Rethinking how users buy the perfect plant on Patch

Patch App
Product Design

Patch plants is a web app where you can find and buy plants as well as plant products. They provide a delivery service along with tips on how to take care of your plants.

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Project Overview

As part of a project, I collaborated with a small team of designers to iterate on Patch. The current experience of viewing and buying house plants needed to be analysed and redesigned to ensure user had a seamless experience which would lead to more online sales. The goal of this project was to improve the user experience of checkout flow on Patch.
Role
  • ✓ User Research
  • ✓ UI Design
  • ✓ Prototyping
Tools
  • ✓ FigJam
  • ✓ Notion
  • ✓ Figma
Project
  • ✓ Teamwork

The Problem

Currently it is difficult for users to search, view and buy a plant that fits their lifestyle. This leads to users not feeling confident in buying a product and abandon the checkout process which is leading to a lower online sales for Patch.

Hypothesis

We believe that [by improving the search and checkout flow for the user, would increase the number of online sales for Patch].

The Solution

After concluding the research and problem definition phase, we came to the conclusion that by adding categories we could address the search issue. We also simplified the layout on mobile as the users were feeling overwhelmed by the amount of information. Some of the components were also redesigned to be easier to interact with on mobile for example the Navbar. Hierarchy of information was a major consideration as well as necessity of information as we wanted to reimagine the design to only have the most crucial information on the mobile scree so that the user was able to easily complete their goal.

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The Full Process

Questions & Observations

We started with our initial observations and questions on Unplugged by analysing the current experience. To easily document these we followed the structure [situation], [response], [problem to business or experience] to ensure we were aware of users and business needs.

When [looking for plants to buy], users [search for plants], which causes [a problem as they are unsure which plants will match their lifestyle].

When [browsing through options to stay at], users [scroll through a list of cabins], which causes [a problem because they cannot filter or sort results].

unplugged case study observations

Assumptions

User Goal: We believe that by making it easier for users to purchase fresh and good quality plants as well as providing information on plant care will make users feel more confident in buying plants.

Business Goal: We believe that by making it easier for users to find plants that match their lifestyle as well as providing information on plant care, will make them more confident to purchase plants and increase the number of orders on Patch.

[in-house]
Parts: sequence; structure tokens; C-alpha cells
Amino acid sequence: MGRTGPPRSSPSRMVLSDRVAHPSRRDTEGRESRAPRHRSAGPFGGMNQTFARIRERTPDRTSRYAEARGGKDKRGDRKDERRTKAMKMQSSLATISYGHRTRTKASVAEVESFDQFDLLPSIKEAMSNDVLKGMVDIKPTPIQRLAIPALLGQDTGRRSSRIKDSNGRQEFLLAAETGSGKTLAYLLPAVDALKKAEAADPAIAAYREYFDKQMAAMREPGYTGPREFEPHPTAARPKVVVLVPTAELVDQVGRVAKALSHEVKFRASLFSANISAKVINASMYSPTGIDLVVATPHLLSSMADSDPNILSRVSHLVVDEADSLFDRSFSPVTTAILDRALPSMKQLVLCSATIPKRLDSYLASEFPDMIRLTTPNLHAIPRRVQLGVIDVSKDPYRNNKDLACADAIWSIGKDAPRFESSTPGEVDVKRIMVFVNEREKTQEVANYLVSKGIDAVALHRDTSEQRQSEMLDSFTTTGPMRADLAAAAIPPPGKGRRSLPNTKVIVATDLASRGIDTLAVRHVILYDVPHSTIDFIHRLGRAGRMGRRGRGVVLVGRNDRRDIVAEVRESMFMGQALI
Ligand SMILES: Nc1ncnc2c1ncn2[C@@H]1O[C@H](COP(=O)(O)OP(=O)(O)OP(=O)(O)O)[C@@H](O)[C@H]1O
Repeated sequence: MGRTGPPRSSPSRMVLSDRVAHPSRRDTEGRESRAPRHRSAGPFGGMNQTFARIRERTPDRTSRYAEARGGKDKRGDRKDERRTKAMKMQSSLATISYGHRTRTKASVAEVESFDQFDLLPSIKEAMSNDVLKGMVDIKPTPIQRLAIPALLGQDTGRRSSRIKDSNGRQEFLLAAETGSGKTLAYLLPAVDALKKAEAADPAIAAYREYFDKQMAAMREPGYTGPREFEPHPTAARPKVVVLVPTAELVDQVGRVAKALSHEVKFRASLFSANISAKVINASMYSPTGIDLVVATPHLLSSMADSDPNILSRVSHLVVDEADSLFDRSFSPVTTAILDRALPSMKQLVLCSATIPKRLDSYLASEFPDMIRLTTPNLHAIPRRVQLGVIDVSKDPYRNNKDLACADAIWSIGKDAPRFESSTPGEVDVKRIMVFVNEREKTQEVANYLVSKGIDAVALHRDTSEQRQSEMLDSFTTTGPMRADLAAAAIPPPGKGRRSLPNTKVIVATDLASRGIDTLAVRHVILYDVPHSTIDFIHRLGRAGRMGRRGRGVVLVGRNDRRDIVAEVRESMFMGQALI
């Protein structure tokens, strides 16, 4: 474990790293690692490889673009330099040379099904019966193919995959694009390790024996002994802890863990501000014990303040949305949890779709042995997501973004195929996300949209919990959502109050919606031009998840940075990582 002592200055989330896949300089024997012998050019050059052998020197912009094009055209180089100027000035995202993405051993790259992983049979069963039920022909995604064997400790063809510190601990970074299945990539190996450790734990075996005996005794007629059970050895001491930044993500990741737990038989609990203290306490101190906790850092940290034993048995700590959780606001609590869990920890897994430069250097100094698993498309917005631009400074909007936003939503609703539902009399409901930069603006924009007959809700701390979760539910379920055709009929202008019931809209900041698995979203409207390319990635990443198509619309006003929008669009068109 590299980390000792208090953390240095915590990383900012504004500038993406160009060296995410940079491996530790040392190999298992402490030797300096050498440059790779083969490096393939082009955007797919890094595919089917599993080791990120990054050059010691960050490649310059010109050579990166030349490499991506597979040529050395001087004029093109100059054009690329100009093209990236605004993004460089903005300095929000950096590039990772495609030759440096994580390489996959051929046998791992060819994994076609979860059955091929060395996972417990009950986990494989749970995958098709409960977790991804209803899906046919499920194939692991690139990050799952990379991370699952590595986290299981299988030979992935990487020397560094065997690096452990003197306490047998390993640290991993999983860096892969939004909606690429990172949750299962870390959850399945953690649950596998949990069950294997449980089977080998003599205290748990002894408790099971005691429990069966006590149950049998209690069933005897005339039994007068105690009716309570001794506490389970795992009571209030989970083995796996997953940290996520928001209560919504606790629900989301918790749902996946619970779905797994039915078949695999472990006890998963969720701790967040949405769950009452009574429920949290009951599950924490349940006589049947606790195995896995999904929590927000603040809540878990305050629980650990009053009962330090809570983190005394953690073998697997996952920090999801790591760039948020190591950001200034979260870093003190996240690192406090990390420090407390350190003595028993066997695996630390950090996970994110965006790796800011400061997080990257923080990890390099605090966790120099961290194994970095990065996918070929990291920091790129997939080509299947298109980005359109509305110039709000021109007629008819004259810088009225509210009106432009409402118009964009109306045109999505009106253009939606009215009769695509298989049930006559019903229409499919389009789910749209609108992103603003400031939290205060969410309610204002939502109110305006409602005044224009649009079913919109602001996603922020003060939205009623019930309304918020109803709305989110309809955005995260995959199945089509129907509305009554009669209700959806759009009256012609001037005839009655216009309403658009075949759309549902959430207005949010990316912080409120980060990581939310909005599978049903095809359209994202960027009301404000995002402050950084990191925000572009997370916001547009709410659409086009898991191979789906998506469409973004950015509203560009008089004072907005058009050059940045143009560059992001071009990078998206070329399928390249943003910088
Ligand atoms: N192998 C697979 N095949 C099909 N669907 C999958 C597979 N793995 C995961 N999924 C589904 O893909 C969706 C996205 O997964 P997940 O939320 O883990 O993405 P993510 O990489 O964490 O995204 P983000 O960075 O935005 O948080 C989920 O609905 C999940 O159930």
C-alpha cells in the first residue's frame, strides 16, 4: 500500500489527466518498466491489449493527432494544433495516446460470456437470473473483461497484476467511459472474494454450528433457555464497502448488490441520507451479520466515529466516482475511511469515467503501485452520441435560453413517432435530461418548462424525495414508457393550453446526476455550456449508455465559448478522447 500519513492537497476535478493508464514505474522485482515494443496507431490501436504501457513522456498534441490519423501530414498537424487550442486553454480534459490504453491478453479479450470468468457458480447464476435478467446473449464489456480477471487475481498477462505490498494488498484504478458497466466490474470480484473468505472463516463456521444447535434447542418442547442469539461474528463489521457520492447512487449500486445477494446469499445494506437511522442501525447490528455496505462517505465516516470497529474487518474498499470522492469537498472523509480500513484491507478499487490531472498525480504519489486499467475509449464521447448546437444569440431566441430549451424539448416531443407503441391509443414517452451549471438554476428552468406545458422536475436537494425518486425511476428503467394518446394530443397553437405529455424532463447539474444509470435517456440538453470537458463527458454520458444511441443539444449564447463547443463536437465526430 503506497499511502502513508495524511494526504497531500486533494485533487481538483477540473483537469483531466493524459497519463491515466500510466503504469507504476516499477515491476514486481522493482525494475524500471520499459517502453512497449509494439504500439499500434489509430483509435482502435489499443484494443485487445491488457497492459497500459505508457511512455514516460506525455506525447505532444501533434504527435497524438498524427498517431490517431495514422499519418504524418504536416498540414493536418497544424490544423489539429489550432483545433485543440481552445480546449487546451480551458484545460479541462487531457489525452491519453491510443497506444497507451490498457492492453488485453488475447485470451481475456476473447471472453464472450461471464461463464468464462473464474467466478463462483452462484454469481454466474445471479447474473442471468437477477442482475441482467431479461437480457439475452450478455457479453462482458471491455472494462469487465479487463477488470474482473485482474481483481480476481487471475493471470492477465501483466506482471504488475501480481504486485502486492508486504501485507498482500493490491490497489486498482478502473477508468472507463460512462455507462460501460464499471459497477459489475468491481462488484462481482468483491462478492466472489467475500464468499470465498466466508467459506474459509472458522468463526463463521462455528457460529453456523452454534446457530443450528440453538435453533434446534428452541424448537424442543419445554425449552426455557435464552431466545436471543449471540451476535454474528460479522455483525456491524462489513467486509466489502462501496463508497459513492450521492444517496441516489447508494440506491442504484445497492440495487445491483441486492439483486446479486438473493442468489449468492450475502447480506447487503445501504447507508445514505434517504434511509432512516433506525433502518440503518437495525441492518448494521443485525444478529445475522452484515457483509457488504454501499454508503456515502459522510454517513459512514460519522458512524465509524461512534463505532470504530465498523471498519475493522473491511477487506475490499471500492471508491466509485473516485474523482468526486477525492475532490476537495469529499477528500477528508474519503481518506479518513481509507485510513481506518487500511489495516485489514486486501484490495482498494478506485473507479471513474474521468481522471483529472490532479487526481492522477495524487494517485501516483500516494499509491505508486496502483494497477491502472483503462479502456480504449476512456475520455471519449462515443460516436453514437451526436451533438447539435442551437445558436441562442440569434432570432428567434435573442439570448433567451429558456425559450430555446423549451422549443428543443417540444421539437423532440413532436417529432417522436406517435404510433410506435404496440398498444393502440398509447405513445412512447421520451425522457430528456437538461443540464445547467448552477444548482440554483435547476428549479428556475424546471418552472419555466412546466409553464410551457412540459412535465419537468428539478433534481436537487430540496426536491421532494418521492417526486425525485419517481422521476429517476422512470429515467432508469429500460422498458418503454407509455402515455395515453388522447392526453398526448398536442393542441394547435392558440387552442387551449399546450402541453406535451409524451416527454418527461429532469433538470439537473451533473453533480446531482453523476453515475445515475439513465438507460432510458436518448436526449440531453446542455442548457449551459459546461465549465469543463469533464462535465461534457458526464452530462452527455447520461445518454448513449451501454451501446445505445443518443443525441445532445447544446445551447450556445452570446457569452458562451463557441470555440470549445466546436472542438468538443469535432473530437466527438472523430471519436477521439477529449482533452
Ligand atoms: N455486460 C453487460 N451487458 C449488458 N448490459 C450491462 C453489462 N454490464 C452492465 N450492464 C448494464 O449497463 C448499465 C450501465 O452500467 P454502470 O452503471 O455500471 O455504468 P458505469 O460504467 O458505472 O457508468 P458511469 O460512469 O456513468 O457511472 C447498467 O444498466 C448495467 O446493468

Validated Observations

By analysing our observations to understand users' main frustrations when using the mobile version of Patch, we identified the primary frustration based on what would provide the greatest gains for both user and business.

Primary Frustration
When [looking for plants], users are [finding it challenging to search for a plant that matches their lifestyle], which results in [them feeling insecure and doubtful].

How Might We

With a picture of the problem at hand starting to come into place, we jumped into the ideation phase and worked through the solution design model, identifying users actual behaviour, and optimal behaviour. This allowed us to form a how might we statement to begin forming a solution.

How might we make it easier for users to find their ideal plants on Patch?

User Story

We wrote down our main User Story to keep us focussed when we created both the current and improved user flow after which we decided on the features to incorporate in our design.

User Story: As a fan of plants, I want to buy a plant from Patch for my desk so I can improve my home office setup.

Ideation

To organise our ideas, we sketched some possible solutions on how might we solve the identified problem. We annotated the sketches with notes to give clarity and direction on the design which we used as guidance for the mid-fi wireframes.

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Mid Fidelity Wireframes

We used a neutral colour palette to avoid any decision bias and would use mid-fi wireframes to get feedback internally. We also used these wireframes to determine the position and sizing of elements.

unplugged case study mind map

Styles & Components

The sketches and wireframes helped us recognise frustrations with the experience that we improved at hi-fi stage. To create the high fidelity prototype we inspected the products style and followed the 4px rule to effectively  and easily create a prototype that was consistent with the product styling. Before creating the prototype, we created interactive components in Figma to easily and quickly help us design.

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High Fidelity Prototype

Below is the final version of the prototype that we created. We included interactions and transitions from Figma to match the products flow. We recorded our solution to make it convenient to experience the improved flow.

Outcome

With the hi-fi prototype created we received feedback from users on the search the experience. We validated that it was more clear to users how to search and find plants that suited their preferences.

Conclusion

Improving on the experience on Patch was great to work on as we had the opportunity to contribute to meaningfully to a digital product. We reflected on how we approached the project, where we could improve next time and what the highlights were.

unplugged case study conclusion